A quite different cultural belief about the nature of reality was demonstrated by commencement speakers at my nieces graduation from university last year. One commencement speaker was an Egyptian man who graduated from that very university 30 or 40 years ago. He had become very wealthy, highly regarded in his country, having an excellent international reputation in his field. He pointed out that all the graduates had to overcome obstacles to get to graduation day. If they would remember in years to come, he said, those foundational lessons of hard work and perseverance, there would be no limit to what each of them can do! The secret of success in life is to continue to work hard, just like they did during their college years.


Listening to him speak, I gradually began to think he may have converted to Western culture, perhaps as a result of his years at that university? He didnt sound to me like someone who came from a Muslim background, or even a Coptic one. Our American cultural belief in the source of success as stemming from hard work and perseverance has an empirical basis, for some people in specific kinds of situations. However, what that Egyptian man and other speakers said pointed to a belief in a mechanistic universe, in which if anyone does the right thing in the right way he is guaranteed of getting good things.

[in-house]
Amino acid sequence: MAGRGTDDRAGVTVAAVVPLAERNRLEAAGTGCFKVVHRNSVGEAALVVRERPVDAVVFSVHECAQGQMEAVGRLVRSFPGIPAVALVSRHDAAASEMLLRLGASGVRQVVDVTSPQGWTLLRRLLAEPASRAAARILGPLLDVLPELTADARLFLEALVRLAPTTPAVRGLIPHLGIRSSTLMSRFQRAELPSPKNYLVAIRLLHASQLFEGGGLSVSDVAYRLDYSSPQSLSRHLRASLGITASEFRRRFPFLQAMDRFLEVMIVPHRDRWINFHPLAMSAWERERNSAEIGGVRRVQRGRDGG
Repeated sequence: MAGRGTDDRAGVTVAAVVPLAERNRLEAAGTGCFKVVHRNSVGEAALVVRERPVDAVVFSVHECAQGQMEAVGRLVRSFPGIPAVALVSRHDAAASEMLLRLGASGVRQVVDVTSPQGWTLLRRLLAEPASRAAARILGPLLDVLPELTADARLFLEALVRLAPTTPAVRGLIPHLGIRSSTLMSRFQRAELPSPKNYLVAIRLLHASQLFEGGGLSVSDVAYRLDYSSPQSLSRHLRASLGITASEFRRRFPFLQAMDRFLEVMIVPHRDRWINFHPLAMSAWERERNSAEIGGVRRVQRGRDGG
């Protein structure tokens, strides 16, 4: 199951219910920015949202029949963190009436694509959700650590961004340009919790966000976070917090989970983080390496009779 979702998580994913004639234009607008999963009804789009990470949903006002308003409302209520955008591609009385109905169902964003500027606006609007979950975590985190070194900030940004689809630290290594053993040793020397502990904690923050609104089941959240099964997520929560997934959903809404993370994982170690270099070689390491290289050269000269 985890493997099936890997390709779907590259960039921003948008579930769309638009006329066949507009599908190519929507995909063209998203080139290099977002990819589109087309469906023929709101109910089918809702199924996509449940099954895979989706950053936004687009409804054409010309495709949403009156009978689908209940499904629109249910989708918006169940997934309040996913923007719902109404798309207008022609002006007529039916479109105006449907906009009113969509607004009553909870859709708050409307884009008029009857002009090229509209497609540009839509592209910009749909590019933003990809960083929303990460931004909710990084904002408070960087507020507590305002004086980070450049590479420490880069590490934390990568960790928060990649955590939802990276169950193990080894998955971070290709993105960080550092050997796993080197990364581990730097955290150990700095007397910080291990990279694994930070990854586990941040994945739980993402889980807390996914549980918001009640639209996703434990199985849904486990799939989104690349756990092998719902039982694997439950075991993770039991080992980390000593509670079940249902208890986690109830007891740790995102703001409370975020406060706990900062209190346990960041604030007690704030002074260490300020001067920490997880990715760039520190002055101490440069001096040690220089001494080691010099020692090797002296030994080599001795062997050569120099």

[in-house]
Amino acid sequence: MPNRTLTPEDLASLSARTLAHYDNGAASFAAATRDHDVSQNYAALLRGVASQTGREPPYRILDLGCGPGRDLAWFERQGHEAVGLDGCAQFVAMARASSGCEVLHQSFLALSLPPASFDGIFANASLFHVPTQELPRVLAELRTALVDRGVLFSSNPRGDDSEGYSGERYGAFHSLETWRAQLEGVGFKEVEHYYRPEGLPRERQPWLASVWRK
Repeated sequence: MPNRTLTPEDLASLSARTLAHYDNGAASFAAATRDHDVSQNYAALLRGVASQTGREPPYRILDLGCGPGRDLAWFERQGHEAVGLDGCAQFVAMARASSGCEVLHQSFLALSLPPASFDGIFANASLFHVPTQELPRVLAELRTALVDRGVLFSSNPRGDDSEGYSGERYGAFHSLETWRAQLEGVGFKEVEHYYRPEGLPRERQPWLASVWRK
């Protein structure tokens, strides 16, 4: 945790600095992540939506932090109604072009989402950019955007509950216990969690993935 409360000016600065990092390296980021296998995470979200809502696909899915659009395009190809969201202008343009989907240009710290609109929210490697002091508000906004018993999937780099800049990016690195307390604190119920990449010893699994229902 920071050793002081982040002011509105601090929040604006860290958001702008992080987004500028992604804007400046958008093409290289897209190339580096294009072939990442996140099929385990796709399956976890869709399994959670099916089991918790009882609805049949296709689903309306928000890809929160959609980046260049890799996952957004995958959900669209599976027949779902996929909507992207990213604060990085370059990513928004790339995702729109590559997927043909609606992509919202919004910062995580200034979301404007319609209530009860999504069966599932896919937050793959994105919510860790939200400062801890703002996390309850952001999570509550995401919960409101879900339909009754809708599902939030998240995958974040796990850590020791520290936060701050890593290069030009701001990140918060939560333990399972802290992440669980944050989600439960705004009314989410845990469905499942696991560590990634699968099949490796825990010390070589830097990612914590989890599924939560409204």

That American cultural belief in the above form of reality leaves out God as the One who blesses. It also leaves out a partial condition for receiving His blessings, that one must be faithful to Him. You may say to yourself, My power and the strength of my hands have produced this wealth for me. But remember the LORD your God, for it is he who gives you the ability to produce wealth, and so confirms his covenant, which he swore to your ancestors, as it is today (Deut. 8:17-18, NIV). Notice that the ability of Israelites to produce wealth or become successful was also connected to a covenant between God and the Israelites patriarchal ancestors. The universe is not as mechanistic as we Americans assume it to be.